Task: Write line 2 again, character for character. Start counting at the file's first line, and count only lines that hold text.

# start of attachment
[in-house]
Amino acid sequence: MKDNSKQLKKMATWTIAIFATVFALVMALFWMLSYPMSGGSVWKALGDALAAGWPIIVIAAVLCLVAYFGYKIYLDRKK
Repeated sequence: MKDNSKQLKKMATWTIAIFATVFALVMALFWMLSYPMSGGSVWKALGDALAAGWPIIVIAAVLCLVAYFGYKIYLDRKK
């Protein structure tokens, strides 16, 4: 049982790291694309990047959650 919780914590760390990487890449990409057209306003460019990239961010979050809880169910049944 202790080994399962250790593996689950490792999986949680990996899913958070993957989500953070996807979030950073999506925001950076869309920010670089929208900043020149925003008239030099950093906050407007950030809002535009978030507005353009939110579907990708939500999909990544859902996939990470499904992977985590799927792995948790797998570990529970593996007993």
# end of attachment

Amino acid sequence: MKDNSKQLKKMATWTIAIFATVFALVMALFWMLSYPMSGGSVWKALGDALAAGWPIIVIAAVLCLVAYFGYKIYLDRKK